Dementia as a Consequence of Many Small, Unnoticed Strokes

Dementia can result from age-related damage to the white matter in the brain, known as leukoaraiosis or white matter hyperintensities. Here researchers look at the source of this damage:

Approximately 50 per cent of older individuals have evident white matter damage on their medical imaging scans. For most patients, these changes are harmless but when this damage is severe, it can cause impairment. Previous studies have already established that the more white matter disease there is in the brain, the more likely patients are to have symptoms of dementia such as cognitive impairment or changes in behaviour. What was not understood is why this white matter disease develops - the traditional assumption was that it might be the result of the natural aging process.

The researchers conducted an intensive study to observe the development of this white matter disease over a short period of time, rather than on an annual basis - the interval at which previous studies have performed repeat brain imaging. The study involved 5 patients with white matter disease undergoing detailed MRI scanning of their brains every week for 16 consecutive weeks. The weekly MRI scans revealed new tiny spots arising in the brain's white matter that were, based on their MRI appearance, characteristic of small new strokes (cerebral infarcts). The lesions had no symptoms but, with time, came to resemble the existing white matter disease in the subjects' brains. In the study's random sampling, the majority of subjects had this phenomenon: Tiny strokes occurring without symptoms, and developing into the kind of white matter disease that causes dementia.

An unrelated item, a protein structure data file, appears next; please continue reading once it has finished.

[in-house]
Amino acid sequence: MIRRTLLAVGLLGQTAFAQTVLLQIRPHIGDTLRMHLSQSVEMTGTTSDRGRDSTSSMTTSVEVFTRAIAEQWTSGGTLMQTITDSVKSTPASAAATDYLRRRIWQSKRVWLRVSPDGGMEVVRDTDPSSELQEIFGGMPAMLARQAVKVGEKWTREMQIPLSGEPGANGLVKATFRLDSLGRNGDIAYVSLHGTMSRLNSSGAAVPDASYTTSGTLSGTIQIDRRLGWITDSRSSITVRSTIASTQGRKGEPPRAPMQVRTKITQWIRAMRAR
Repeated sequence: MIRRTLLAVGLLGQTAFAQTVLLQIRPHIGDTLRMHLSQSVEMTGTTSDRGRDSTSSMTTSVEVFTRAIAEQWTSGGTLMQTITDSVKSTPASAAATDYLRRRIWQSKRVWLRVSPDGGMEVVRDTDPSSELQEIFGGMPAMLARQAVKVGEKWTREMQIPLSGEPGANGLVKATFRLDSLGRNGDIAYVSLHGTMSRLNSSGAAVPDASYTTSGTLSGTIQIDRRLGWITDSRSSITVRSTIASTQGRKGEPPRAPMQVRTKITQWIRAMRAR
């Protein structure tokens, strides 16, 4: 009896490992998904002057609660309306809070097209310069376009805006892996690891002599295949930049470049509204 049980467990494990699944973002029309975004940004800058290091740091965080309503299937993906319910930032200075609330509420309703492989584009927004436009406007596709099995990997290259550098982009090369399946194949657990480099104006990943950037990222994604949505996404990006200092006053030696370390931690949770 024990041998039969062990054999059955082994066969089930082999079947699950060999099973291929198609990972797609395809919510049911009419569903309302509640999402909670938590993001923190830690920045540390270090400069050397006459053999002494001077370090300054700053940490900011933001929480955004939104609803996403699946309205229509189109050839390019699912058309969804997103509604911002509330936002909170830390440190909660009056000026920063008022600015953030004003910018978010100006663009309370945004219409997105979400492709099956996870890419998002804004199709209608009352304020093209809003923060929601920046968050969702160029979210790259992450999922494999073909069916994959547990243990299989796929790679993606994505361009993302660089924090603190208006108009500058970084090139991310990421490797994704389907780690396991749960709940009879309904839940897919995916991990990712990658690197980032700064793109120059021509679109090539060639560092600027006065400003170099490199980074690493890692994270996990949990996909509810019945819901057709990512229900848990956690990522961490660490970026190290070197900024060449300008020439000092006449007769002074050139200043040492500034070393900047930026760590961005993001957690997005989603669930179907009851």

"The findings suggest that the tiny, silent strokes are likely much more common than physicians previously appreciated, and these strokes are likely a cause of the age-related white matter disease that can lead to dementia. We don't yet know whether these small strokes are responsible only some or most of the white matter disease seen in older patients. But in those where it is the cause, the detection of white matter disease on brain imaging should trigger physicians to treat patients aggressively when managing stroke risk factors such as high blood pressure, diabetes, high cholesterol, cigarette smoking and lack of exercise not only to prevent further strokes, but also to reduce the development of cognitive impairment over time."

Link: http://www.uhn.ca/corporate/ForMedia/PressReleases/Pages/researchers_discover_possible_cause_dementia.aspx

Comments

My mom's doc just diagnosed thro an MRI this very thing. We just thought it was dementia, but most probably from the strokes.

She had none of the risk factors except lack of exercise. And that is sad because she was a great walker and exerciser thro her late 70's, then knee pain became so bad she quit all the walking, hiking and other activities she had done her entire life. So sad to see such a vibrant woman now needing help to potty.

Posted by: yvonne at November 7th, 2014 12:36 PM